Racial Bias


“By reserving the penalty of death for black defendants … or for those convicted of killing white persons, we perpetuate the ugly legacy of slavery – teaching our children that some lives are inherently less precious than others.” -Rev. Joseph E. Lowery, Former President, Southern Christian Leadership Conference

Over 75% of the murder victims in cases resulting in an execution were white, even though nationally only 50% of murder victims generally are white.

A study conducted on capital sentencing in Tennessee from 1981-2000 found that even when other aggravating factors were present (such as multiple victims or multiple felony convictions), defendants with white victims were 3.15 times more likely to receive the death penalty than defendants with black victims (ABA’s Tennessee Death Penalty Assessment Report, 2007).

Underlying the statistical evidence is the differential treatment of African-Americans at every turn:

  • African Americans make up 44% of Tennessee’s death row population but only 17% of its total population
  • In a 2012 report, the Equal justice Initiative found that Tennessee’s appellate courts have never granted Batson relief in a criminal case. Batson v. Kentucky prohibited the racially biased use of peremptory strikes in jury selection, though the problem remains widespread.

Nearly 135 years after Congress enacted the 1875 Civil Rights Act to eliminate racially discriminatory jury selection, the practice continues, especially in serious criminal and capital cases. The staff of Equal Justice Initiative (EJI) has looked closely at jury selection procedures in eight southern state, including Tennessee. EJI uncovered shocking evidence of racial discrimination in jury selection in every state, including counties where prosecutors have excluded nearly 80% of African Americans qualified for jury service; majority-black counties where capital defendants nonetheless were tried by all-white juries; and some prosecutors employed by the state and local governments actually have been trained to exclude people on the basis of race and instructed on how to conceal their racial bias.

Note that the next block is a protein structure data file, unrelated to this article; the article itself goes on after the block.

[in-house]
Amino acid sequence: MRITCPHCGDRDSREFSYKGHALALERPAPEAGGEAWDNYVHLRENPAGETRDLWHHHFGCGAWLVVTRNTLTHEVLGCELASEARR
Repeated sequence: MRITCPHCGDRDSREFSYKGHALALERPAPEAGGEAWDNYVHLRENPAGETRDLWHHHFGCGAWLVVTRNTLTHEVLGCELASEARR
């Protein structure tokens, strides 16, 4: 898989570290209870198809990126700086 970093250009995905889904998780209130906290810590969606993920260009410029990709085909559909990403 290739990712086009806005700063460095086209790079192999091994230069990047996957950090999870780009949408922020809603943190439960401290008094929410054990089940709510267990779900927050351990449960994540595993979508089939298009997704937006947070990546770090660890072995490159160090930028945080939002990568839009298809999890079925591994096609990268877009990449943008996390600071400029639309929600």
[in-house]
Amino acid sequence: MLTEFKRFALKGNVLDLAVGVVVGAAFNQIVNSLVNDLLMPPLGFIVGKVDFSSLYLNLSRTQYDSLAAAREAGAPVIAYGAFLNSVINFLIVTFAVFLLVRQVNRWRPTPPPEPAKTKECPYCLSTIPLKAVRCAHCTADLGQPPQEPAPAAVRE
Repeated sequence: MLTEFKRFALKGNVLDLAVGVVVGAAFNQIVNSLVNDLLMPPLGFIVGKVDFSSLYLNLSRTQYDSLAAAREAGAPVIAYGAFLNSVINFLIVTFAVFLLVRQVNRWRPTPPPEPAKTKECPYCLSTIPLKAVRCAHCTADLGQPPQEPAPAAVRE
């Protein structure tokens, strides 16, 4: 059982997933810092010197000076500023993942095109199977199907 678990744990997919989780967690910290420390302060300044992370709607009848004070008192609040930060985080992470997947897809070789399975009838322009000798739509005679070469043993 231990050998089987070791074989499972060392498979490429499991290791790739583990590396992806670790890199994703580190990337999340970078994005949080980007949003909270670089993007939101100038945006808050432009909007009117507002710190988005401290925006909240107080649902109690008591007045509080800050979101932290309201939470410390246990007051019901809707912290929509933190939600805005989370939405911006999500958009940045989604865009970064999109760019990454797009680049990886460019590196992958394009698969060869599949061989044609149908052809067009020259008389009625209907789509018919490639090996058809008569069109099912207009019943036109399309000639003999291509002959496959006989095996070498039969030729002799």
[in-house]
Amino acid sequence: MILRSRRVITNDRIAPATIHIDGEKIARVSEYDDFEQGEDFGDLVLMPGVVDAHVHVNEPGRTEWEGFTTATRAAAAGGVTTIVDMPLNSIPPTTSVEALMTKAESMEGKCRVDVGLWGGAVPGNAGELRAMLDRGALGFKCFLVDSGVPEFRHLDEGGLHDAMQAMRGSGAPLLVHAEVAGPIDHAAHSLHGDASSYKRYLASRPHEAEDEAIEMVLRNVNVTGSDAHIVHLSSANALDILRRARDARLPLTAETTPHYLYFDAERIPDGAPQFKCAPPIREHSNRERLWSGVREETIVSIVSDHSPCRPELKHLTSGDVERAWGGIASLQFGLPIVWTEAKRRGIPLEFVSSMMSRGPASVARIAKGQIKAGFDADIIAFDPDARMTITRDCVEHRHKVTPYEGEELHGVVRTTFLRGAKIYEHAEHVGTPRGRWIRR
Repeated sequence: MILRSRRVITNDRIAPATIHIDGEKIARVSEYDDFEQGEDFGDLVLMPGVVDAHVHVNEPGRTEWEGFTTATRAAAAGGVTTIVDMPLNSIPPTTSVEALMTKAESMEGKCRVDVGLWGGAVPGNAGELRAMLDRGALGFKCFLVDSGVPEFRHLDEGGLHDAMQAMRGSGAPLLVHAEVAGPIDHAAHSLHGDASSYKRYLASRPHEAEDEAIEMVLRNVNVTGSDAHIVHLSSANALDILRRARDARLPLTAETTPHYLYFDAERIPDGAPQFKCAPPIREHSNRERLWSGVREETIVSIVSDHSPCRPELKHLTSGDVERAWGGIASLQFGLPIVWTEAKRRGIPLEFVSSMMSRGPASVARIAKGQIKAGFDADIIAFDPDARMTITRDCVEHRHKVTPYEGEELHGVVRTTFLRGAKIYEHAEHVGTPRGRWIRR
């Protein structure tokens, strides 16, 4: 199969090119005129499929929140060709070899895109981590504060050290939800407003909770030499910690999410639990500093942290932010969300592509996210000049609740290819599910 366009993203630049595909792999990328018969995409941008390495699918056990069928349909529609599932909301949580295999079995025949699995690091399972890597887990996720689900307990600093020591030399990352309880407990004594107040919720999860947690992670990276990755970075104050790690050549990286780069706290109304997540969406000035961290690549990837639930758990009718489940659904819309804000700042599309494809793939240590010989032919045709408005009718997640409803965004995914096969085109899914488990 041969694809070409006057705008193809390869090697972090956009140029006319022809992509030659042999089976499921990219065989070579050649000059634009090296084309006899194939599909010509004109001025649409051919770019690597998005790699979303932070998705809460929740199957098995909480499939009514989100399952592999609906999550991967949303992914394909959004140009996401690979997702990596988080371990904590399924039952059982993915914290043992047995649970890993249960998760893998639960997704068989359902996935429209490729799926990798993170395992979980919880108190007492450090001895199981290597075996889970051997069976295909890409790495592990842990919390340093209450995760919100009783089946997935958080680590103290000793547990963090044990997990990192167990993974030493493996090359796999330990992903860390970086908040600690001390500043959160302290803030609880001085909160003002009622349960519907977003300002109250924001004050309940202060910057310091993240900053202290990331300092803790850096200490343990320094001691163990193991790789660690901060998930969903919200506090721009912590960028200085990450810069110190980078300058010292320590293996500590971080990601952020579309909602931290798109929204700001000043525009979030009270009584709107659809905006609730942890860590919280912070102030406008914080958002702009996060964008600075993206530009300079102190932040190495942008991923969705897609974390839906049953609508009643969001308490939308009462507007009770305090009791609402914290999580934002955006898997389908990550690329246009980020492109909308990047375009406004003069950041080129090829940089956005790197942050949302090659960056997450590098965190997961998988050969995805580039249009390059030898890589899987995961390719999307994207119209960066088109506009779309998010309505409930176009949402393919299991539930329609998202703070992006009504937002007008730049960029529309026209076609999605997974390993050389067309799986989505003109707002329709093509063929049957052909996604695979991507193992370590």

In 2016, the U.S. Supreme Court overturned the conviction and sentence of Georgia death row inmate, Timothy Foster, when it was discovered, that during the jury selection process, prosecutors struck all potential African American jurors from service, a practice which is unconstitutional but hard to prove.

Texas death row inmate Duane Buck had his 1995 death sentence reduced to life in prison by Harris County prosecutors after appeals that went all the way to the U.S. Supreme Court. These appeals were based on allegations of racist testimony from an expert witness who claimed that Buck was more likely to be a future danger because he is black.

In a motion filed in Georgia on March 19, 2018, handwritten notes by prosecutors revealed that, during the jury selection process, prospective African-American jurors were referred to as “slow,” “ignorant,” “con artist” and “fat.” Prosecutors also jotted a “B” or an “N” next to African American names on jury lists with the intent to exclude these individuals from jury service in seven death penalty cases against black defendants in the 1970s.